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Wednesday, February 28, 2018

OSCARS 2018: The Square (2017)

Boy, people sure like to name motion pictures after the geometrical shape composed of four straight lines. When I say “The Square,” what movie am I talking about? Am I referring to the underseen and underrated Australian thriller from 2008? Am I talking about the 2013 Egyptian documentary, which was also nominated for an Oscar back in 2014? Am I referring to at least two other documentaries that exist with the same name? Or am I discussing the 2017 Swedish film that is nominated for Best Foreign Language Film at this year's Oscars? In this case, I'm discussing the latter most movie. Gee, who would've thought that a square, perhaps the simplest shape anyone could draw, would inspire so many filmmakers?

This particular “Square” is set at the X-Royal art museum in Stockholm, housed within the former Royal Palace. The film follows Christian, the museum's troubled curator. Christian does not have an easy job. He struggles to find ways to keep the museum's artwork relevant in a fast paced, ADHD-afflicted world. He struggles as a single father to two rambunctious young girls. His sex life and the egotistic artists he deals with are also sources of frustration. Mostly, the museum's latest star attraction is what's causing him the most grief. A simple square painted onto the ground, the artist set out to make a symbol of altruism and giving. The advertising company the museum hired produced a sensationalist YouTube video that has become a meme, attracting attention and controversy to the museum.

When you look at the films usually nominated for Best Foreign Language Film, you do not usually see an upbeat collection of movies. Just due to the nature of the beast, the films that get attention usually deal with weighty or difficult topics. “The Square” does, in its way, tackle heavy issues. Yet it's also a really funny film. Much of “The Square” deals with contrasting the world of pretentious, high art with more earthly manners. A wordy interview with an artist is interrupted by an audience member who claims to have Tourettes, filling the quiet conference room with shouted profanity. The artist's display is piles of dirt and gravel laid out in a room. At one point, a janitor nearly vacuums up the artwork. Later, the female journalist Christian had a one-night stand with attempts to talk to him while an odd art piece – a pile of chairs, that wavers back and forth and makes a loud, mechanical noise – repeatedly interrupts them. Christian goes from the high class world of the museum to slam-dancing in a noisy club. A cellphone rings during another artistic display. In “The Square,” heady, thoughtful ideas are constantly being derailed by lower instincts.

Pretty much any movie about art or a museum has to tackle the same concept: What role does art play in our modern lives? “The Square” deals with this too, though it ties in with the movie's comedic instincts as well. The main plot, of the museum trying to sell abstract art to the world, directly grapples with this. The weird, quiet art displays are outright compared with other displays, like the flashy cheerleader competition Christian's daughters run through. There's also the question of what the boundaries of art are. By seeing stuff like piles of dirt or chairs presented as art, the audience questions what art even is. “The Square” also questions the limits of art. In a key scene, a shirtless performance artist walks through a dining room and acts like a wild chimpanzee. Eventually, the act gets violent. It's a darkly hilarious and unforgettable scene, inspired by a real stunt and starring one of the performers from the modern “Planet of the Apes” series.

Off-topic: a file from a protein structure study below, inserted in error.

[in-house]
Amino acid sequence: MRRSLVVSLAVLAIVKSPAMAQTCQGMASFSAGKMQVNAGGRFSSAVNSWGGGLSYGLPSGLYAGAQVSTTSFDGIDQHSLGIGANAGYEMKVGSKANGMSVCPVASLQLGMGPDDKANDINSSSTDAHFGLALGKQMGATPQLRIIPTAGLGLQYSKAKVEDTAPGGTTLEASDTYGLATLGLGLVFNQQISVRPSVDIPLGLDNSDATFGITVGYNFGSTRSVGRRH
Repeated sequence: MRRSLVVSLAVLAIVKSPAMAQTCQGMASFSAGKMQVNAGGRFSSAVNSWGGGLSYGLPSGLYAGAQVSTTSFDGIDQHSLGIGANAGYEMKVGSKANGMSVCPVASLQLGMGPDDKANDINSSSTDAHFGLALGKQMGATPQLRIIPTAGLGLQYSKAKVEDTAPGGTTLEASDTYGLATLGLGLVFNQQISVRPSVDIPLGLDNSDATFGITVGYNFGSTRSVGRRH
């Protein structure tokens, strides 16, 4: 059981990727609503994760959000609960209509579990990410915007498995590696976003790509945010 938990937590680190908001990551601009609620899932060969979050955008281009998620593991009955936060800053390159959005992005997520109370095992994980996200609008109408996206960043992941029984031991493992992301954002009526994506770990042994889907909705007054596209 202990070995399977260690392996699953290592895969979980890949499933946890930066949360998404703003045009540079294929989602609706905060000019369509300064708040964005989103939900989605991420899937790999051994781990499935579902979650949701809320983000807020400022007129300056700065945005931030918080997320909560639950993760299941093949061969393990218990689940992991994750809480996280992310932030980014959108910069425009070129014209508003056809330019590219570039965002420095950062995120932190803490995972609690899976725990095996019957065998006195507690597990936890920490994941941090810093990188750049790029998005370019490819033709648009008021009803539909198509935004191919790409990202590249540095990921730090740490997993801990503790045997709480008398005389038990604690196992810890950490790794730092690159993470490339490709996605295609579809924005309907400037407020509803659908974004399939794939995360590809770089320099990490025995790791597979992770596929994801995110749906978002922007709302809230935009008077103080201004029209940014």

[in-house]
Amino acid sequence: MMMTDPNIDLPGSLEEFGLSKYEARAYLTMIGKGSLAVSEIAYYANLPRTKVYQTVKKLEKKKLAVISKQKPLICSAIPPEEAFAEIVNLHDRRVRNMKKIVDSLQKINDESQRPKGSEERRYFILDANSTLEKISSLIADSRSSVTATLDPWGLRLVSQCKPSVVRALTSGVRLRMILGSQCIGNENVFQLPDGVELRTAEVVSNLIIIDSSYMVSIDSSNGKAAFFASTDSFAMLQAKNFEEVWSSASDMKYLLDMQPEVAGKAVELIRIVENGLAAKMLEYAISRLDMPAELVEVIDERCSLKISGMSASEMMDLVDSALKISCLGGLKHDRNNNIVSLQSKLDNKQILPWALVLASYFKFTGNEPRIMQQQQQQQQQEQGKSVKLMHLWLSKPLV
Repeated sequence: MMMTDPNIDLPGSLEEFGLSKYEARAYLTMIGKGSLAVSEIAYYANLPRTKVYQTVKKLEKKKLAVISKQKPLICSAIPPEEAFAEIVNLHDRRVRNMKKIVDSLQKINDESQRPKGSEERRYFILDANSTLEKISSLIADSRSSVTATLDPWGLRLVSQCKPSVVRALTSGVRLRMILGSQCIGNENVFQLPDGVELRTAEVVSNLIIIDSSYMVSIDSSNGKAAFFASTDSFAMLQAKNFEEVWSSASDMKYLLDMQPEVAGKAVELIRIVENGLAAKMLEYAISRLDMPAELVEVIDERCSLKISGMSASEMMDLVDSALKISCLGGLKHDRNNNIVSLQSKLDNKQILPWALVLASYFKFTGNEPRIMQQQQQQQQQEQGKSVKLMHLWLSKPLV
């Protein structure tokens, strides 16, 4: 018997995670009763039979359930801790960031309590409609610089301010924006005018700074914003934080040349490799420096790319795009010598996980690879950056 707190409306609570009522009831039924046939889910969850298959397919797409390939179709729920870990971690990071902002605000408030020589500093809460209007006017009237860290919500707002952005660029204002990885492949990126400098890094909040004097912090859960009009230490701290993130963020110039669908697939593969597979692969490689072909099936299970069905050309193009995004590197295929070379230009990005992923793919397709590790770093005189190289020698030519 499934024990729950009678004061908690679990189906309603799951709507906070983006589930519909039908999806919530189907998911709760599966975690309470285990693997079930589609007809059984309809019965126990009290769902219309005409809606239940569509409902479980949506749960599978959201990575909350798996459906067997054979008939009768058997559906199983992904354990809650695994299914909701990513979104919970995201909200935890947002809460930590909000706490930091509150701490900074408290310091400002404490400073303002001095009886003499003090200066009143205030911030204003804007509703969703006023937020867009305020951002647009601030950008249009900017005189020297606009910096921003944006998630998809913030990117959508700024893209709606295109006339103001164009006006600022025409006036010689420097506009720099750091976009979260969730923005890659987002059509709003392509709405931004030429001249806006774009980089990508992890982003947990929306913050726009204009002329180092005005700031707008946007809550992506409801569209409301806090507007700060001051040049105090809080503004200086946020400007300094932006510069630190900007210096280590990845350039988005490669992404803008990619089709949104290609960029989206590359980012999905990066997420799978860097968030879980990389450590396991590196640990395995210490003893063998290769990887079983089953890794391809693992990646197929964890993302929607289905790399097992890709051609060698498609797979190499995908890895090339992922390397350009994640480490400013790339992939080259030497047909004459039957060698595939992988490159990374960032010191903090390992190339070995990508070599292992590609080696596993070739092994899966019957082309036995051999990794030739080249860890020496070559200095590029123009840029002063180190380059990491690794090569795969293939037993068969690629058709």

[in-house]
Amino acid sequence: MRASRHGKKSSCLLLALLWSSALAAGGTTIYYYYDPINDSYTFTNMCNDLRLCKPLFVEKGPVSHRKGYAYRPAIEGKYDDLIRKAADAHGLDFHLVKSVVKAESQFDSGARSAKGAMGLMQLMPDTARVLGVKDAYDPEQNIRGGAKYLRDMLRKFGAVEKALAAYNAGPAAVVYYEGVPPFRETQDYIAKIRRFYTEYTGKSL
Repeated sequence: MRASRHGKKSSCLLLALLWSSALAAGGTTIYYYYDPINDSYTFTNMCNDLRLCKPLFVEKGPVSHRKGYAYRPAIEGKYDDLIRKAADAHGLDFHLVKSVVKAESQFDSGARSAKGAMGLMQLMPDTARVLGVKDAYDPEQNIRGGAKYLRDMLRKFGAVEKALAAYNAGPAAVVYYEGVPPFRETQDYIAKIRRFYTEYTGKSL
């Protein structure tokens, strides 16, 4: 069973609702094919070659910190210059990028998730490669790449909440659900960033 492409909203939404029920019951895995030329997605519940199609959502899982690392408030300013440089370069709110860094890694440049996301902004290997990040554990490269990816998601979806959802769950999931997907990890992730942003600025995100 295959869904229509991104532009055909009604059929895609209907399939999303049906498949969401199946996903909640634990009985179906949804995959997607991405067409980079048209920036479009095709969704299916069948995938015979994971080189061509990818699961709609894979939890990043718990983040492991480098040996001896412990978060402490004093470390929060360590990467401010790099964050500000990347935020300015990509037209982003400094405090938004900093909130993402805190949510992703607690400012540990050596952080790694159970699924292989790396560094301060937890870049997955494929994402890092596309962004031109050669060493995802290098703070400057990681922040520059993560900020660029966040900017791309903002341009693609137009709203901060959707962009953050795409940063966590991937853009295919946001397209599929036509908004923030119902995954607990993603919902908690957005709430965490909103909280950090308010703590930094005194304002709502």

A major subplot in “The Square” involves someone stealing Christian's cellphone and cuff links. The phone's built-in GPS reveals that it's located at a local apartment building. An assistant convinces Christian to mail an accusing, threatening letter to every tenant in the building, hoping to find the thief. This backfires in ways both hilarious and tense. Homeless people constantly appear at the margins of the film's stories. All of this feeds back to the titular art pieces, a simple square on the floor that encourages people to be kind to each other. It's a simple honorable message that nearly everyone in the movie ignores. (Including the museum, who sells the art piece with a video of a child exploding.) “The Square,” using humor and biting satire, asks us why such a simple idea is so difficult to adhere by.

Much of “The Square's” humor comes from its great lead performance. Claes Bang effortlessly switches back and forth between English and Swedish, showing nary an accent. Christian is a man constantly thrust into awkward situations. Whether its his daughters slamming a door, a poor kid confronting him, a tense press conference, or an awkward post-sex conversation with an ill-advised hook-up,  Christian responses with stuttering, self-deflating clumsiness. Bang is hilarious in the part. Elisabeth Moss also appears the journalist Bang's sleeps with. Aside from the surprisingly frank and genuinely erotic sex scene, Moss shows a lot of fine comedic talent in her handful of scenes.

“The Square” is one of the longest films I've watched for this year's Oscar marathon, playing over two and a half hours. Compared to the some of the other long films I've watched this month, “The Square” just breezes by, making me laugh and making my jaw drop. It's a frequently hilarious film that conveys some heavy ideas with humor and striking images. Out of the Foreign Language Film nominees I've seen, they've all been really good. However, this one might be the closest to a straight-up masterpiece, a daring and amusing movie that lingers in the memory and makes you laugh and think. [9/10]

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